I suggest you start at post number 1, because the early posts try to explain important Codea concepts, and because they are way simpler than the latest posts. (This blog has followed my learning process with Codea, so it starts off very basic, and grows with my knowledge).

Have fun!

From → Programming

Lets call it a well deserved rest, after all nobody is paying you to do this and like many others on the web your doing this for the benefit of others and the satisfaction of helping others. Enjoy the break.

Thanks for a great job well done. One question what does x= x+1 really do in the modified Hello World do? Thanks again

• Imagine the word “let” in front, ie
Let x=x+1
It tells Codea that x is equal to its previous value plus one

But if you don’t know that, then you’re coming to my tutorials too early. You should read up on Lua first, and get used to writing simple commands in it.

Thank you ver much for the great job! Well done! I wish I had more time to spend with CODEA …

• Well, I am recently retired so I guess I am lucky.

Sprites, meshes, shaders, OpenGL – it’s all a bit daunting for a beginner. To learn all this stuff I have decided on a project:

I’d like to draw a playing card face down then use a swipe to turn it over so that at some point the card is bent and both sides can be seen at once.

Can you outline the steps (so that I don’t go down the wrong path by e.g. using a sprite when I should use a mesh) that I should do. I’ll fill in the gaps, create the code, and put them together as a tutorial.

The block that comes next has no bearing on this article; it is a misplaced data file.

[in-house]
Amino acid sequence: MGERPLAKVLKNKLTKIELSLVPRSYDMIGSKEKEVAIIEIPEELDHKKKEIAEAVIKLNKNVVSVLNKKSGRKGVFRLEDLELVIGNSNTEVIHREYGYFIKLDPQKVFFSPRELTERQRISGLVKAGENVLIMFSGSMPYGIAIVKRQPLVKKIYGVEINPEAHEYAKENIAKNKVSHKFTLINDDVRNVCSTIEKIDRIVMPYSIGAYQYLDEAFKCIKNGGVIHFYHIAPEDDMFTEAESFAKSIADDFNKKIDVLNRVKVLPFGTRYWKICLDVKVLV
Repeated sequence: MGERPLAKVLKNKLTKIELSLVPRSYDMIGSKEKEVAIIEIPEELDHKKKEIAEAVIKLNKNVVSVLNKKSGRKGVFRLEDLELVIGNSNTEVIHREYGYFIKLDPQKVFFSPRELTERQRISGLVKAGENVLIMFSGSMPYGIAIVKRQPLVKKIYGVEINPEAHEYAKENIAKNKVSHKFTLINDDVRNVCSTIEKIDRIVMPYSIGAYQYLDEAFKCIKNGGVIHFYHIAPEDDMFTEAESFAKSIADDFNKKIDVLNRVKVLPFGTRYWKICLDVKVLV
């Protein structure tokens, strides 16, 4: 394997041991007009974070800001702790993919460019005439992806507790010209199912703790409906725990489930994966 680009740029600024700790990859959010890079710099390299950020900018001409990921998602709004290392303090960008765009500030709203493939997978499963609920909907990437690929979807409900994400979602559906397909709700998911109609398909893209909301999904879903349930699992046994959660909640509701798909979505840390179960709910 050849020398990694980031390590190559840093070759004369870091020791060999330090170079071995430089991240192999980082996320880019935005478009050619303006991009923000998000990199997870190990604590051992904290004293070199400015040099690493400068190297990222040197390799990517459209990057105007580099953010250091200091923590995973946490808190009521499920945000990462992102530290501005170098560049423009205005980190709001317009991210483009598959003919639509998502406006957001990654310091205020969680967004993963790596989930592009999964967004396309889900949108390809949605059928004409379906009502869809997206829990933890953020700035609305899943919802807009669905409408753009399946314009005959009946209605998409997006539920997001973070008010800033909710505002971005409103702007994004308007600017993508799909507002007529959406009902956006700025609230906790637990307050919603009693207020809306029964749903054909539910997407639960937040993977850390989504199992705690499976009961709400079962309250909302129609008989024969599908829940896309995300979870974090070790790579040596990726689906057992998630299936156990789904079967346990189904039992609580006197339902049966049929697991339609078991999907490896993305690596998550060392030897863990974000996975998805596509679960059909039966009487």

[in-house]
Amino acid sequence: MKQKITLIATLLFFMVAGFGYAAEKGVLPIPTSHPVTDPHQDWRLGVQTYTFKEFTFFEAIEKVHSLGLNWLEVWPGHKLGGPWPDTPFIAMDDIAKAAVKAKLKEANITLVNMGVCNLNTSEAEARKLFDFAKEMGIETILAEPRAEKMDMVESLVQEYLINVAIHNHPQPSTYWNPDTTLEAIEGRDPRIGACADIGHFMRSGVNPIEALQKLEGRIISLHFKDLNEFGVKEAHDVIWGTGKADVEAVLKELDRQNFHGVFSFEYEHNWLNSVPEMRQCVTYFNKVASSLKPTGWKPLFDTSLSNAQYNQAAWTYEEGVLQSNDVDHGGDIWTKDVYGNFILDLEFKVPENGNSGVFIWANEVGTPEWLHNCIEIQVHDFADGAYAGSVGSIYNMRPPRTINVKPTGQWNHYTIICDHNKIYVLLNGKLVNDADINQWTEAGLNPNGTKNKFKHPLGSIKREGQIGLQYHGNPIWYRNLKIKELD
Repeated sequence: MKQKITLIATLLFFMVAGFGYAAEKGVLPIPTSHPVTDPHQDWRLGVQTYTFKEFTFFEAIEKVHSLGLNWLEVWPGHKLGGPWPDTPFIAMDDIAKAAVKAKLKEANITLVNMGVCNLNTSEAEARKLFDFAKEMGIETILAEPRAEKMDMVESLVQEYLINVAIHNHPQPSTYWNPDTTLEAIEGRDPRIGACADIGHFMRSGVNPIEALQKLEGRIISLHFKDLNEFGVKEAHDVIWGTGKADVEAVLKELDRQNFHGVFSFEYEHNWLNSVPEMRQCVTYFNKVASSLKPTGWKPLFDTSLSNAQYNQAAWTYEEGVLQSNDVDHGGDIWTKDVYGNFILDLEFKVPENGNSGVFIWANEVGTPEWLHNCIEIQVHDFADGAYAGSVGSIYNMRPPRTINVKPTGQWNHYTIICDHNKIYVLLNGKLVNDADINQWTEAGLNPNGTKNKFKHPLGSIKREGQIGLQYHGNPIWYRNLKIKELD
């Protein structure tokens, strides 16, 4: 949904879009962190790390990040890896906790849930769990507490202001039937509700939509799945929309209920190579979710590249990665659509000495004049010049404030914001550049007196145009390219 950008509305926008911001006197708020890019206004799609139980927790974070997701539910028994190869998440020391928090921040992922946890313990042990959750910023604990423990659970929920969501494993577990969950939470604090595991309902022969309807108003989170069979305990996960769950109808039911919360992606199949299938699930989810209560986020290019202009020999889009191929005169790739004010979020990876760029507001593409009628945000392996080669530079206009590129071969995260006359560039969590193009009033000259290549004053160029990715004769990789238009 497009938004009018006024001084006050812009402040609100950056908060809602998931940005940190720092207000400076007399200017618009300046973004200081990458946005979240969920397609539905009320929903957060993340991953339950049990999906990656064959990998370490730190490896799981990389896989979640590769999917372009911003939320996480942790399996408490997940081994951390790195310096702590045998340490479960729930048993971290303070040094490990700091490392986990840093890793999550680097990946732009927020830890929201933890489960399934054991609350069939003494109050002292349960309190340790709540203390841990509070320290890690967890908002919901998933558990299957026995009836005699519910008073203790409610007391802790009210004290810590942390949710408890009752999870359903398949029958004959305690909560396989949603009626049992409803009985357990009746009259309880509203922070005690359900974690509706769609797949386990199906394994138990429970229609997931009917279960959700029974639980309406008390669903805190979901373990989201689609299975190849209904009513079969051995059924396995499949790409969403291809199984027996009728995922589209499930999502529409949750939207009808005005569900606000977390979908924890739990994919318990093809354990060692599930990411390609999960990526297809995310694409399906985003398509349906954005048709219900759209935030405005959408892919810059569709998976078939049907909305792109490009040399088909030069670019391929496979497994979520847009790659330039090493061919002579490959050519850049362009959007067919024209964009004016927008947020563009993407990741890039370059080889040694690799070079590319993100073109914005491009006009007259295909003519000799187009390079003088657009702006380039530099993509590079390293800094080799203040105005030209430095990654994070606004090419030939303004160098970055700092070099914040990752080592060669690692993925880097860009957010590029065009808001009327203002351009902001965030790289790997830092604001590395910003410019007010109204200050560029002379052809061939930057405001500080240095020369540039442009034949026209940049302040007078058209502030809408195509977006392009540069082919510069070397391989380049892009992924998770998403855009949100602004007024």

• It sure is daunting! My recommendation is to learn it in chunks, starting with some Lua, and then get into simple Codea stuff. Don’t worry about shaders and OpenGL at all, until you feel ready for them.

Your project of turning a card over essentially requires you to draw both sides of the card, back to back, and – if the hidden side of the card is not symmetrical, It needs to be drawn back to front (mirror image). It also needs to be in 3D, so you can rotate the card. This requires a basic understanding of how to draw in 3D (cameras etc) and you could use addRect to add the front and back images. You are likely to have a problem which is that if you place the two images too close together, OpenGL will get confused and you will see one image sporadically poking through the other (you can see this in my 3D table top scene), but if you place them too far apart, you’ll have a noticeable gap.

If you’re a beginner, I would definitely not try this unless you have other programming experience. I had experience, and I still learned Codea a bit at a time.

• If you are still keen, I’ll put together some steps for you.

But although learning Codea takes a bit of time, it is worth it. I have no prior graphic programming experience because it was too hard, and for the first time I’ve been able to do it, thanks to Codea.

I already have created a project using meshes where I display 54 2D cards floating around the screen. So I know enough Lua and Codea to do that. And I know how the juice sprite animation works. Next step is to do a juice on 3D cards. I’m prepared to put in as much work as required because it is fun and is also a way of contributing back to the Codea community from which I have learned so much from the code they have made available.